Left-wing "comedian" Al Franken got tripped up by some big fat lies this week. He's sorry he got caught, but smugly silent about making fun of countless American kids who have taken abstinence vows.
Thanks to Court TV's Smoking Gun Web site (www.thesmokinggun.com), we now know that the Saturday Night Live leftover abused his position as an "academic fellow" (now that's funny) at the Harvard University Kennedy School of Government's Shorenstein Center on the Press, Politics and Public Policy in a puerile attempt to trick Attorney General John Ashcroft into publicly sharing his personal experience with abstinence.
Franken urged Ashcroft to share his abstinence story for "a book about abstinence programs in our public schools entitled, 'Savin' It!'" (lie). He assured Ashcroft that the book would document how the Bush administration is "setting the right example for America's youth" (lie). And he breezily informed Ashcroft that he had already "received wonderful testimonies from HHS Secretary Tommy Thompson, William J. Bennett, White House Press Secretary Ari Fleischer, Senator Rick Santorum, and National Security Advisor Condoleezza Rice" (lie, lie, lie, lie, lie).
Franken sent the bogus solicitation to Ashcroft on Harvard's letterhead earlier this summer, without the Shorenstein Center's knowledge or approval. A few weeks later, Franken sent an apology to Ashcroft. In truth, Franken confessed, he deliberately deceived Ashcroft while trying to gather material for his "satirical" anti-conservative book being rushed to print this week, "Lies and the Lying Liars Who Tell Them: A Fair and Balanced Look at the Right". Franken sheepishly informed Ashcroft that the book will contain "only one or two chapters dealing with abstinence-only education."
"My biggest regret is sending the letter on Shorenstein Center stationery," Franken sniveled. "I am very embarrassed to have put them in this awkward and difficult position, and I ask you not to hold it against the Center, the Kennedy School, or Harvard in general."
So Franken is remorseful about offending his high-minded liberal benefactors at Harvard, who supported his book "research" under the guise of "bridging the gap between journalists and scholars" and "helping the press improve its role in democracy." But he has nothing to say about thoughtlessly ridiculing a growing movement that promotes self-restraint, strong morals, fidelity and good health.
To the dismay of kiddie condom-pushers in Hollywood and the ivory tower, abstinence education programs such as Project Reality, True Love Waits and Virginity Rules are rapidly gaining popularity among American youth. Hundreds of thousands of young men and women have signed chastity pledges as part of both faith-based and secular programs. Celebrity role models include 2003 Miss America Erika Harold and basketball star A.C. Green.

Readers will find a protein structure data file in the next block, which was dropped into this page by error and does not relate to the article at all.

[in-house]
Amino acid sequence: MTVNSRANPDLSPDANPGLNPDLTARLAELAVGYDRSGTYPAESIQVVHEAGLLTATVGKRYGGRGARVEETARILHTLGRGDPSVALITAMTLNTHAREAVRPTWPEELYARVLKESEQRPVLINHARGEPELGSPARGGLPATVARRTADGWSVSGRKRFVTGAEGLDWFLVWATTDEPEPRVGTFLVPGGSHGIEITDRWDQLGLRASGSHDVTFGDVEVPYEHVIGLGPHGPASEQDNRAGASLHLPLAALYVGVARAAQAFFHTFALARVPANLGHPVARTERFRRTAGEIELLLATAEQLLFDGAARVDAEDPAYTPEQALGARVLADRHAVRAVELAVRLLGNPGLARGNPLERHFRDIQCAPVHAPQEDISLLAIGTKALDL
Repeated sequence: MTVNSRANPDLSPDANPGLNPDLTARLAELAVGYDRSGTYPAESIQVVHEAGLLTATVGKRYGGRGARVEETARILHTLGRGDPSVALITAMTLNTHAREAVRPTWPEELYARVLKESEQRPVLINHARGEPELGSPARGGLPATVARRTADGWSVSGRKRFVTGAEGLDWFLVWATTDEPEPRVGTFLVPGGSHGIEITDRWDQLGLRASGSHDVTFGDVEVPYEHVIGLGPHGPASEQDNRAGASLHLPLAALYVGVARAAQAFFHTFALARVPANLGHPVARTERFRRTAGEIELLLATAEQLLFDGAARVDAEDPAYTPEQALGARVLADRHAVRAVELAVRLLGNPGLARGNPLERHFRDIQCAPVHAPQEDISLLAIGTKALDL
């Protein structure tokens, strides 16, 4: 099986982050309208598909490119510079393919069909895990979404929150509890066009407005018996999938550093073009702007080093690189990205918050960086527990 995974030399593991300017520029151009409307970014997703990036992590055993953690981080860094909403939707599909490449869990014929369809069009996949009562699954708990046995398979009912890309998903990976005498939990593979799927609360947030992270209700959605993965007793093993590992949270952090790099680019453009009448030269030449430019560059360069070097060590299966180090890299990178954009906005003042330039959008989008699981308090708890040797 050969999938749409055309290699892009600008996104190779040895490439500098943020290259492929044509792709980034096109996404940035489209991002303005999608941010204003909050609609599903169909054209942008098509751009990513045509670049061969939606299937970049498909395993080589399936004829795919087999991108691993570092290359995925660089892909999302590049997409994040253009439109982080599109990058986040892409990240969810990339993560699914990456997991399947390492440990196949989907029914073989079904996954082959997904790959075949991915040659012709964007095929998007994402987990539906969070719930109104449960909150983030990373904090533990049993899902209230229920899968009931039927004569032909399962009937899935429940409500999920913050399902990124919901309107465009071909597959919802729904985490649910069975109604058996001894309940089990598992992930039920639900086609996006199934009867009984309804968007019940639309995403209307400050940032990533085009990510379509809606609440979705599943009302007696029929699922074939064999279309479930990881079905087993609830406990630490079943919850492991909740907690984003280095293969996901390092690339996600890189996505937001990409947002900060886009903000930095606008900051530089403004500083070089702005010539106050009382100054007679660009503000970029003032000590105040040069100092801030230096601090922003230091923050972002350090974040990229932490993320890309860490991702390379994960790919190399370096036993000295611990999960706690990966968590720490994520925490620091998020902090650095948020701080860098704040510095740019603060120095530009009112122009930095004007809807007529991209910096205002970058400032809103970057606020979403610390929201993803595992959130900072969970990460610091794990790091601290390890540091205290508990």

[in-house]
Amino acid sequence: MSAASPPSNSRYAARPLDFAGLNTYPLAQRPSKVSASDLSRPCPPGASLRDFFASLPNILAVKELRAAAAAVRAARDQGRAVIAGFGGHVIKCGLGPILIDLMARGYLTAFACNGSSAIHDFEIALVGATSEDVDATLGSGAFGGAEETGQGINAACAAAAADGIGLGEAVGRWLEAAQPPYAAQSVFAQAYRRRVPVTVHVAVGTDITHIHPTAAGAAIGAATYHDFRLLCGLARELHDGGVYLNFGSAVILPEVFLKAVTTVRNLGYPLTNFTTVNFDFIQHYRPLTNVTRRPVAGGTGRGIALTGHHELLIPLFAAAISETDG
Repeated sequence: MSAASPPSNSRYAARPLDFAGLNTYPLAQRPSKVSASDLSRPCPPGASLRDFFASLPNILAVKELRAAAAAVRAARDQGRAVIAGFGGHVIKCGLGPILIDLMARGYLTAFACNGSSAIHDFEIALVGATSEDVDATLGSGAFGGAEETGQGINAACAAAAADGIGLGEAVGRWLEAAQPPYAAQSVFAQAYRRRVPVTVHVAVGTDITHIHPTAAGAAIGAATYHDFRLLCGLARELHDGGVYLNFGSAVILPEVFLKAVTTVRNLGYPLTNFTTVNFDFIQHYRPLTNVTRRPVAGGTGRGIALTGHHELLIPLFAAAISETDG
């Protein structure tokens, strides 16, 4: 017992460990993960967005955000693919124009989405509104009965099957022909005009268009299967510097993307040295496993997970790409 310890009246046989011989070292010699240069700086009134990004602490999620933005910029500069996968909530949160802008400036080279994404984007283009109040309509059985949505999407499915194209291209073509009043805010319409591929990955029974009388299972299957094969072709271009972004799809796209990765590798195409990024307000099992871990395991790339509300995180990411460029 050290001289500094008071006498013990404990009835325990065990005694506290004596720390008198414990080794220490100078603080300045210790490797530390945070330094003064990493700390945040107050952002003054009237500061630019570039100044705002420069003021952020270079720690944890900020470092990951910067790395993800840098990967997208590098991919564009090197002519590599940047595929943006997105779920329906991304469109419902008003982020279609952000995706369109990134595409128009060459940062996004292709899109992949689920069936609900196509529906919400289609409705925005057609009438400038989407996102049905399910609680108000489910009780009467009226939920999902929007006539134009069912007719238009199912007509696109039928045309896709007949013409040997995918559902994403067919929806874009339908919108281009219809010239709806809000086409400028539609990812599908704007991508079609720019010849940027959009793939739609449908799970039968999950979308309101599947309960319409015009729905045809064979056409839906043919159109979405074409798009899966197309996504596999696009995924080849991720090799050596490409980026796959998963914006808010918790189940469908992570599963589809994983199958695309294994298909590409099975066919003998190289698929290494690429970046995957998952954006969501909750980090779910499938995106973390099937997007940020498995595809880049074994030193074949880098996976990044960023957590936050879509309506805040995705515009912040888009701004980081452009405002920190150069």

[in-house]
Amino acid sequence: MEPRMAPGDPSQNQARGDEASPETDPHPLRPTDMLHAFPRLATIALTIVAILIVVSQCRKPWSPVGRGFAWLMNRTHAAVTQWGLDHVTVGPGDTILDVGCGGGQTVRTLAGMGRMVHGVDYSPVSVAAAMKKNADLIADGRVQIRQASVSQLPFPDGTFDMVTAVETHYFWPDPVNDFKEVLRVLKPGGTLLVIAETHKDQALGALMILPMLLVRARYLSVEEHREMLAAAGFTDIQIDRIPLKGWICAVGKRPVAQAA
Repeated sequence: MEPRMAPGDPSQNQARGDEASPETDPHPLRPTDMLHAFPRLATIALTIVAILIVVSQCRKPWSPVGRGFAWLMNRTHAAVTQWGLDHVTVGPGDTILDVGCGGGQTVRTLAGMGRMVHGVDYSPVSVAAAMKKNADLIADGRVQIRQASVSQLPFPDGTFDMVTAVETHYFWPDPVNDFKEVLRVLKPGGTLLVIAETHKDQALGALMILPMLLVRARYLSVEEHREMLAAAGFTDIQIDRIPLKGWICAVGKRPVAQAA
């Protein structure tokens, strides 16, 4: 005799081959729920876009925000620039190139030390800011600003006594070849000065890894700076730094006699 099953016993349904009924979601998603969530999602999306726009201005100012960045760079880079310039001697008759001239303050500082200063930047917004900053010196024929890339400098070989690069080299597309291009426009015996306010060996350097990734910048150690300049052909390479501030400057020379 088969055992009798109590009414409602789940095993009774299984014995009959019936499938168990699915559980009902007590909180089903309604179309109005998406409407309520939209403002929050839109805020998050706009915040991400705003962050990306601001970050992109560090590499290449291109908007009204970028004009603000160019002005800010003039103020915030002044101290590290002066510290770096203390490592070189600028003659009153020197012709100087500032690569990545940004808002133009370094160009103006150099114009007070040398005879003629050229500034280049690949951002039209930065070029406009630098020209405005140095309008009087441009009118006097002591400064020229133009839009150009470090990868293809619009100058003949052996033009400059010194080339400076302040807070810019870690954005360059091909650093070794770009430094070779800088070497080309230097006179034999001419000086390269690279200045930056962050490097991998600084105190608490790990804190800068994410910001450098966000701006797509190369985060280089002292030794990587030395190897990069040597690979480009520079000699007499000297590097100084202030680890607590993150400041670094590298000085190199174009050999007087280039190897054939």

Professor Franken will no doubt argue in his new book that abstinence programs have no scientific basis. As if the failed contraceptive-centric model of the past two decades does? A peer-reviewed Pediatrics journal showed that sex-ed programs "neither increased contraceptive use, nor reduced teenage pregnancy rates." A study of 23 school-based sex-education programs, published in the May/June 1994 issue of Public Health Reports, concluded much the same. More recently, a pro-sex education study found in 2001 that out of some 250 programs, only eight (a whopping 3 percent) purportedly reduced "sexual risk-taking, pregnancy, and childbearing among teens."
Another study published in the Journal of School Health noted that "while most adolescents know condoms provide one effective way to avoid HIV infection, less than half of sexually active adolescents ages 15-17 used condoms consistently." The annual failure rate for condoms used as birth control is about 10 percent for adults; the figure doubles for teenage users.
When all else fails, health officials celebrate the number of birth-control devices distributed to teens as the ultimate measure of efficacy. But this is like measuring the effectiveness of welfare programs by the number of checks passed out.
Ridiculing chaste young people and their abstinent role models as oddballs and prudes may score Franken a few points at Hollywood and Harvard cocktail parties. But if this intellectual poseur thinks he can improve democracy through nasty pranksterism and mockery, the only one he's kidding is himself.